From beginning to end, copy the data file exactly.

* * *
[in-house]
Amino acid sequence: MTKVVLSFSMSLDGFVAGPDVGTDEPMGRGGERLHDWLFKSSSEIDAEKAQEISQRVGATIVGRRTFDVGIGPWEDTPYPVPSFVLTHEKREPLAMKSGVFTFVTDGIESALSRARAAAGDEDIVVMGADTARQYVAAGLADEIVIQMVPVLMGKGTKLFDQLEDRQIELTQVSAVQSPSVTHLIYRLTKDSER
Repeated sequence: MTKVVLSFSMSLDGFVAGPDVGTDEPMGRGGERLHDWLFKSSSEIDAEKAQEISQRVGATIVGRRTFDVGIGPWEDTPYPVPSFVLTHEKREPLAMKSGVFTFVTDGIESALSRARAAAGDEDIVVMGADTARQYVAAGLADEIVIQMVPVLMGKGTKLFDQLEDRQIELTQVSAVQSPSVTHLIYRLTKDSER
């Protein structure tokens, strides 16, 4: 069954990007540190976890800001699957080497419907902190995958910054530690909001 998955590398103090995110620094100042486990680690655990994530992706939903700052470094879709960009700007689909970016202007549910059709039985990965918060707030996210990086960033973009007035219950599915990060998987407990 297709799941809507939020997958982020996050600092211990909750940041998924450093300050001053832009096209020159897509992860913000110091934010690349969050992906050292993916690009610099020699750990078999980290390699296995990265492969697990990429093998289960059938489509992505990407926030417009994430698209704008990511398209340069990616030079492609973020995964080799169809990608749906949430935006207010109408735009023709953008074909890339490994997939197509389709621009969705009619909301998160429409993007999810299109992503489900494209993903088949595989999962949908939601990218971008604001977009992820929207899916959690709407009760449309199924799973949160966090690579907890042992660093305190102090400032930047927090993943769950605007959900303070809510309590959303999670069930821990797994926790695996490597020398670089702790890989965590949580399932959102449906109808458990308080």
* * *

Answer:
[in-house]
Amino acid sequence: MTKVVLSFSMSLDGFVAGPDVGTDEPMGRGGERLHDWLFKSSSEIDAEKAQEISQRVGATIVGRRTFDVGIGPWEDTPYPVPSFVLTHEKREPLAMKSGVFTFVTDGIESALSRARAAAGDEDIVVMGADTARQYVAAGLADEIVIQMVPVLMGKGTKLFDQLEDRQIELTQVSAVQSPSVTHLIYRLTKDSER
Repeated sequence: MTKVVLSFSMSLDGFVAGPDVGTDEPMGRGGERLHDWLFKSSSEIDAEKAQEISQRVGATIVGRRTFDVGIGPWEDTPYPVPSFVLTHEKREPLAMKSGVFTFVTDGIESALSRARAAAGDEDIVVMGADTARQYVAAGLADEIVIQMVPVLMGKGTKLFDQLEDRQIELTQVSAVQSPSVTHLIYRLTKDSER
């Protein structure tokens, strides 16, 4: 069954990007540190976890800001699957080497419907902190995958910054530690909001 998955590398103090995110620094100042486990680690655990994530992706939903700052470094879709960009700007689909970016202007549910059709039985990965918060707030996210990086960033973009007035219950599915990060998987407990 297709799941809507939020997958982020996050600092211990909750940041998924450093300050001053832009096209020159897509992860913000110091934010690349969050992906050292993916690009610099020699750990078999980290390699296995990265492969697990990429093998289960059938489509992505990407926030417009994430698209704008990511398209340069990616030079492609973020995964080799169809990608749906949430935006207010109408735009023709953008074909890339490994997939197509389709621009969705009619909301998160429409993007999810299109992503489900494209993903088949595989999962949908939601990218971008604001977009992820929207899916959690709407009760449309199924799973949160966090690579907890042992660093305190102090400032930047927090993943769950605007959900303070809510309590959303999670069930821990797994926790695996490597020398670089702790890989965590949580399932959102449906109808458990308080």